NEW YORK — Power Strip is a beautiful and timely look about life at a Greek refugee camp where we meet Yasim, a Syrian refugee played by Dina Shihabi, as she tries to make sense of her life stuck by a power strip, her only connection to the outside world now that she has been forcibly removed from the only home she knew.
I was absolutely thrilled to have the opportunity to review Sylvia Khoury’s work, because as a woman of many hats like Khoury herself, impressive playwright and author who is also in her fourth year in med school, I just finished a dissertation about refugee women and job searching in the United States. It is rare that my worlds of theatre and refugees collide. I am so happy that Khoury is using the platform of theatre to tell the story of challenges of refugee women. The show, while not perfect, was a haunting and accurate tale of how women are forced into an unsafe world of patriarchal rules of war, religion, safety, and society, and how to navigate through those rules when the world that you know comes crashing down around you.
Shihabi as Yasmin captures well the feeling of mistrust and thick skin that I have often seen after years of trauma and war. I was impressed with the hardened nature that Shihabi developed within her character, but I would have loved to see a little more of it reflected within her vocal tone. Her projection was strong, but the Clair Tow theatre space was small enough that she could have utilized more variations as Darius Homayoun as Khaled did. The connection between these two characters was strong, and I enjoyed watching their chemistry build in an organic, realistic way.
As the show progressed, it became apparent through the writing of the double meaning of the title of Power Strip, and the timely discussion of women’s rights is even more powerful in the context of war and survival when often a woman’s body is used as a tool and a weapon. I don’t know if reviews get read by playwrights, but with a subject so dear to my own heart, I have to recommend for any future rewrites using a knowledgeable dramaturg who could research with specific women who have been in refugee camps for multiple perspectives. I can tell this has already been done and done well, but the story could be even more well-rounded and developed.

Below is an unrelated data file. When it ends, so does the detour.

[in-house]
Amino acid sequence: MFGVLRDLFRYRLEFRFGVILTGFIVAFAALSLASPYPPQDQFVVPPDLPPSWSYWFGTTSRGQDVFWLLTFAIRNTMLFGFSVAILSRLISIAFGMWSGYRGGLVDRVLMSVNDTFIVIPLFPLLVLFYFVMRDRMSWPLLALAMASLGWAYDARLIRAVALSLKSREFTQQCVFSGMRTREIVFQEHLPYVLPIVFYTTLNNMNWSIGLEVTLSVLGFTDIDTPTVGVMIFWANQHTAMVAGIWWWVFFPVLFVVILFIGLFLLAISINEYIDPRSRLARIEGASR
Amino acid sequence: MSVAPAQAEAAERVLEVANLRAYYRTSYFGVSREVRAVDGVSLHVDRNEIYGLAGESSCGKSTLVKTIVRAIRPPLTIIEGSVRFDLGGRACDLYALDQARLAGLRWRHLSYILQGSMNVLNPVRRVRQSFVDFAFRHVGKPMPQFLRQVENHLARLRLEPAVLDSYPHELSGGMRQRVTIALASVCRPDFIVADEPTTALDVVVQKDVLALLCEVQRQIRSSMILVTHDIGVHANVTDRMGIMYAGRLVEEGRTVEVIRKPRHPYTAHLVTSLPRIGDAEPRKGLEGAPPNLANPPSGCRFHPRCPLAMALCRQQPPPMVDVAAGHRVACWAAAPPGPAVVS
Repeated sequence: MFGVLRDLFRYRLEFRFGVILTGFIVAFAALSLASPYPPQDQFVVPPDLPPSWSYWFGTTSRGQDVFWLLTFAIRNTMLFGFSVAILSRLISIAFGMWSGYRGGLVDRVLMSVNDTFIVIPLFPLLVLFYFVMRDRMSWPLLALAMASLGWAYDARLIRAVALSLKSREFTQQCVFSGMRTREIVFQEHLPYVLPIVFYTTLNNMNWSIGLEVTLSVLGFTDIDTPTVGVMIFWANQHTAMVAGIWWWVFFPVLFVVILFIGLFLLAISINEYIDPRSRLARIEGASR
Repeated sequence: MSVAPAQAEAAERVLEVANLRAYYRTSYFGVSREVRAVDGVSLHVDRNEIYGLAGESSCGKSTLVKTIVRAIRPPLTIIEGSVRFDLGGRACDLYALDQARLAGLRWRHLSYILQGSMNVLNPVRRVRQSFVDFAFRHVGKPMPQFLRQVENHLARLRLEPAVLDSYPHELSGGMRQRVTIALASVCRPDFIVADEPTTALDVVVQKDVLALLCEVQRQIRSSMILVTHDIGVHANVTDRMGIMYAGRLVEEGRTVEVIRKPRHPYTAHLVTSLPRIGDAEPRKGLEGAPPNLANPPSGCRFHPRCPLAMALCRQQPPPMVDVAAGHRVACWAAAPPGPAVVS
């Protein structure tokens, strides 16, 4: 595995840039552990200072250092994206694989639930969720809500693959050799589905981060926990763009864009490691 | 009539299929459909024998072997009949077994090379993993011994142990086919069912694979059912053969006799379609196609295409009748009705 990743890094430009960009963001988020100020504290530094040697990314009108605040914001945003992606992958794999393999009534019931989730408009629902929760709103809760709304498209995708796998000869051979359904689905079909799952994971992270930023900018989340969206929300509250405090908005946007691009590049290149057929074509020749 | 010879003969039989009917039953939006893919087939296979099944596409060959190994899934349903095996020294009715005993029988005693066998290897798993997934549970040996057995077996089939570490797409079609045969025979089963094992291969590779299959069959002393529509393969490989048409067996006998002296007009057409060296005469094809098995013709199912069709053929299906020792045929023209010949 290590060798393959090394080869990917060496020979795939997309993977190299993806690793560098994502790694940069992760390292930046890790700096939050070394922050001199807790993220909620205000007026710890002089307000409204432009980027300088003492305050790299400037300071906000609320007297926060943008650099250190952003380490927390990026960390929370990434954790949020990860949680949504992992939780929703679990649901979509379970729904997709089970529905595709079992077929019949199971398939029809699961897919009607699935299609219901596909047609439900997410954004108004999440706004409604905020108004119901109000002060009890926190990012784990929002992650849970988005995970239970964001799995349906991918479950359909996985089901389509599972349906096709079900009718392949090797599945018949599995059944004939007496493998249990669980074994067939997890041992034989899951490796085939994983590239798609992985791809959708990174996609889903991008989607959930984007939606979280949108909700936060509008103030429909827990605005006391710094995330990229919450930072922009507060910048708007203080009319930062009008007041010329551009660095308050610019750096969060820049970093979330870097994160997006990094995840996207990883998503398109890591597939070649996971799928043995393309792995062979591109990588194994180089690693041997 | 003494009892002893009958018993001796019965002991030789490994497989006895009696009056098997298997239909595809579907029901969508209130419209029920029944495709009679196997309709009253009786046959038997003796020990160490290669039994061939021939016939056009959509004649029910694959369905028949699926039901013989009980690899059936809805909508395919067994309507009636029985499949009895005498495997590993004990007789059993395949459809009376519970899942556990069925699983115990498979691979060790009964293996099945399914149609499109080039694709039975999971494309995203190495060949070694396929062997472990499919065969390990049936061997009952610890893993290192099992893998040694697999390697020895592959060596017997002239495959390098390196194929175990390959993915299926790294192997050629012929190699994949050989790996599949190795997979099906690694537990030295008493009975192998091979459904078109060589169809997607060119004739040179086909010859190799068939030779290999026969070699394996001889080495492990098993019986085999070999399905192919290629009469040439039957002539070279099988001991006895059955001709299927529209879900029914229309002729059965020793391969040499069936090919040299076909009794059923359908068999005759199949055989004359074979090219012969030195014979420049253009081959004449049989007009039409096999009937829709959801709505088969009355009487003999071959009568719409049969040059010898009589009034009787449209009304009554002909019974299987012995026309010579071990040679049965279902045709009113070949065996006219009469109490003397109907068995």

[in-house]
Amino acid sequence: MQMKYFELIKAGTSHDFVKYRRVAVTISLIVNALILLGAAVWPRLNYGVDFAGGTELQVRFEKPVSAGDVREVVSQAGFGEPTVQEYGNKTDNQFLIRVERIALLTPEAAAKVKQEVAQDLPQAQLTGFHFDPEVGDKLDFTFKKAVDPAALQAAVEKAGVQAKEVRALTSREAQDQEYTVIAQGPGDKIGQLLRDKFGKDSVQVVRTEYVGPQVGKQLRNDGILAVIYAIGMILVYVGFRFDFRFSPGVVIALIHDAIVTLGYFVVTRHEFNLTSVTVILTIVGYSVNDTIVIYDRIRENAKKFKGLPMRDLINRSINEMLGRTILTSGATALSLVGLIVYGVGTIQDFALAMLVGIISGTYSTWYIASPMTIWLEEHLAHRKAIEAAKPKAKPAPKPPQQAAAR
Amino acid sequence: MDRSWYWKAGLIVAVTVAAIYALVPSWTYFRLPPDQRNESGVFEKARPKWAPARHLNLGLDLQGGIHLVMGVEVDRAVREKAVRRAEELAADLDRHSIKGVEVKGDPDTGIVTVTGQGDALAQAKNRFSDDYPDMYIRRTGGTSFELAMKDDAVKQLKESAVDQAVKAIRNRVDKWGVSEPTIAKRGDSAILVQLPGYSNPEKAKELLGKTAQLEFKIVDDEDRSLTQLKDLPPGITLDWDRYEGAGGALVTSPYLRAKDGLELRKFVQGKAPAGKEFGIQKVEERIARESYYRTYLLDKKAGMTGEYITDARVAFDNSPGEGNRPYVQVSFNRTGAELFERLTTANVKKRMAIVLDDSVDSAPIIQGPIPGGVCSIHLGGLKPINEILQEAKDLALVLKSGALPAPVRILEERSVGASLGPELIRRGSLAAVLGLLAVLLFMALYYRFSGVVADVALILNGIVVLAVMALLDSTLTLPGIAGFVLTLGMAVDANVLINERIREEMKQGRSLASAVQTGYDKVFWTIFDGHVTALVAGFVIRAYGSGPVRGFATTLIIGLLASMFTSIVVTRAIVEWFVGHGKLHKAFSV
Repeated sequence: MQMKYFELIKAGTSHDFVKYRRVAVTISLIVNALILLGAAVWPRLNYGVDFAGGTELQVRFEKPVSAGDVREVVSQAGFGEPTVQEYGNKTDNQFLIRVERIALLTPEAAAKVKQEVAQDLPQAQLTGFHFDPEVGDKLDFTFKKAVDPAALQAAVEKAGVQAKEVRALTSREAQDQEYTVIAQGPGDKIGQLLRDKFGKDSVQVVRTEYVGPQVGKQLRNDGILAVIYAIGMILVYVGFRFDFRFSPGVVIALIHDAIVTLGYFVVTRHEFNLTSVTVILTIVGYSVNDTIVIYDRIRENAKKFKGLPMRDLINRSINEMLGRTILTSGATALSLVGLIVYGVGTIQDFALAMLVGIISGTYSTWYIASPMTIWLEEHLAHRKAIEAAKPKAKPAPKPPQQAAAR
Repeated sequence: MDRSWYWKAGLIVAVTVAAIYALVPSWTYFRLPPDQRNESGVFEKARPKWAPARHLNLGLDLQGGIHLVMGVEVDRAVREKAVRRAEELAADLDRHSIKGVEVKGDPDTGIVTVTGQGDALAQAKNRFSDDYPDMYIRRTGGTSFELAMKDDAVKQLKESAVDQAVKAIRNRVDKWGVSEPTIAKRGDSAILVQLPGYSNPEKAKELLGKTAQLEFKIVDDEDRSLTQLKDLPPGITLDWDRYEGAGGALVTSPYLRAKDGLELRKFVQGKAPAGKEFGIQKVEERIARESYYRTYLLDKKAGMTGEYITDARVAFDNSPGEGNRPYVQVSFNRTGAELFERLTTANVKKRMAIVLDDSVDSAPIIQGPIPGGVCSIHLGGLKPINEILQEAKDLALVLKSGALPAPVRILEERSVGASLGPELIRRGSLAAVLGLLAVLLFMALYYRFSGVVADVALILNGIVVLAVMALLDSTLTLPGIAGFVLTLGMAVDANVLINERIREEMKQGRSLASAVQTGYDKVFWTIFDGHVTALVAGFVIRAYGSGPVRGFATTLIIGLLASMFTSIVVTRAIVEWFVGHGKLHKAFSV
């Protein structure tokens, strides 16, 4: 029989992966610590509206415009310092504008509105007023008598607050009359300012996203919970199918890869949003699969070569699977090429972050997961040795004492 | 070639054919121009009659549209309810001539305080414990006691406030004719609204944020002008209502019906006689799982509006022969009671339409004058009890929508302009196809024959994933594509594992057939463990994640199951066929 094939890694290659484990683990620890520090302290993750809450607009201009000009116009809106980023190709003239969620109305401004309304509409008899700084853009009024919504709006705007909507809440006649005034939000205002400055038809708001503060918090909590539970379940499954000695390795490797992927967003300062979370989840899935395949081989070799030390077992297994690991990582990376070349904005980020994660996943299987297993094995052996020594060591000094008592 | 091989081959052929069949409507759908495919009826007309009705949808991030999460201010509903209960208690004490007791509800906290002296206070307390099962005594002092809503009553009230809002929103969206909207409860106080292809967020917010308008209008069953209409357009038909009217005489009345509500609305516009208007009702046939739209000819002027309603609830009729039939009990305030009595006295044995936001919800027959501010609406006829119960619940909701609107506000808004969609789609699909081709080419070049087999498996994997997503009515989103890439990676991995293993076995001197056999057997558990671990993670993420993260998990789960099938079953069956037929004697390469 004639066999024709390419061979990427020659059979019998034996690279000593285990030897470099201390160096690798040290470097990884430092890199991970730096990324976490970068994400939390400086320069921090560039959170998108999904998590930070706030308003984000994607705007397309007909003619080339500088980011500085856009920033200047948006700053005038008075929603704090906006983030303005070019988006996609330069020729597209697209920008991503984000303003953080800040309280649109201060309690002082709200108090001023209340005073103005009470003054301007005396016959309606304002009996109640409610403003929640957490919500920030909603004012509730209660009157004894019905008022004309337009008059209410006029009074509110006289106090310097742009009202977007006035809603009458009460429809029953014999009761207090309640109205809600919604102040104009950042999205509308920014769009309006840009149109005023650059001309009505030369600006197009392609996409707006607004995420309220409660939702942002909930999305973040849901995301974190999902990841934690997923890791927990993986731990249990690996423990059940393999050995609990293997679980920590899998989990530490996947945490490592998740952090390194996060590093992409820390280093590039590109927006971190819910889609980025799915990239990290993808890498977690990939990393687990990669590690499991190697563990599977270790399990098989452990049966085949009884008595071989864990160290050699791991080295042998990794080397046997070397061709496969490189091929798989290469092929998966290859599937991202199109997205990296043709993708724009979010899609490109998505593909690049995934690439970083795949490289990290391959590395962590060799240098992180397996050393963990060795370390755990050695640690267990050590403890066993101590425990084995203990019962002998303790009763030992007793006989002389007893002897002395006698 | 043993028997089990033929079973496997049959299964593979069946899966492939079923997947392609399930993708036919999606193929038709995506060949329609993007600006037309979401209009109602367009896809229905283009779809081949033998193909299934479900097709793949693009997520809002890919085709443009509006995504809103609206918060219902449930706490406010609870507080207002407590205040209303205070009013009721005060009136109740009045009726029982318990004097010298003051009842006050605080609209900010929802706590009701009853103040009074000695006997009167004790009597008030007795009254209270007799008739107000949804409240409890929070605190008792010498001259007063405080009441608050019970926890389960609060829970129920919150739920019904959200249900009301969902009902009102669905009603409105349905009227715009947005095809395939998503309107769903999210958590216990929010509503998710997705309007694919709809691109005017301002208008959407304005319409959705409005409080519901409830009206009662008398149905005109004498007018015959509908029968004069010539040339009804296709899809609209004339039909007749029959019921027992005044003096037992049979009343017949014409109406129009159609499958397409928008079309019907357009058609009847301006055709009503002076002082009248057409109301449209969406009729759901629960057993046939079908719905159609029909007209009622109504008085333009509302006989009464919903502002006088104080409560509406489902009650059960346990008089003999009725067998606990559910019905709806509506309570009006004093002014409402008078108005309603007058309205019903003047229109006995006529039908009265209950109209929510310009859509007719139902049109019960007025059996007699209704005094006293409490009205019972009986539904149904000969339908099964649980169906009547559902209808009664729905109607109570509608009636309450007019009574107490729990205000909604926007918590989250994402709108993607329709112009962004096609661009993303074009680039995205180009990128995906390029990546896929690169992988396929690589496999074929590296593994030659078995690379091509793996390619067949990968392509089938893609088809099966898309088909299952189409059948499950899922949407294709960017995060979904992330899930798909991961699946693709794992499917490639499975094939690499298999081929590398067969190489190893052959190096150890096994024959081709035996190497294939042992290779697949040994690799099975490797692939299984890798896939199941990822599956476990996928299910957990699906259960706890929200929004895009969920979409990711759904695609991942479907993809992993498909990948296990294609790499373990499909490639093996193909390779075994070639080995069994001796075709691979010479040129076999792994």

I also found myself longing for more of an understanding of the back story of the relationship behind Peter, played by Ali Lopez-Sohaili, and Yasim. Why did the characters get together and what exactly was it that made them end it? I understood it was political, but the rest was unclear. I appreciated the direction choices by Tyne Rafaeli, especially the use of silence and space. Set design by Arnulfo Maldonado was also well done, mirroring the myriad stories I have been told of endlessly hopeless nights in refugee camps.
Some of the best writing and delivery in this show comes when Shihabi as Yasim is explaining that throughout Yasim’s life, her body has not belonged to her but has been traded in marriage or used as a tool of war. Other star moments are when Khaled states that he never thought of a shower as an unsafe place or when Khaled and Yasim both reflect that as refugees, they now have to find a new way to live. For hundreds if not thousands of years, certain stories have been played over and over on stage, but now there is an ushering in of a new generation of theater where new playwrights are daring to find the untold stories and are bringing them to audiences. I’m so glad Khoury is telling this story. I hope she keeps refining it and telling it so many more like it.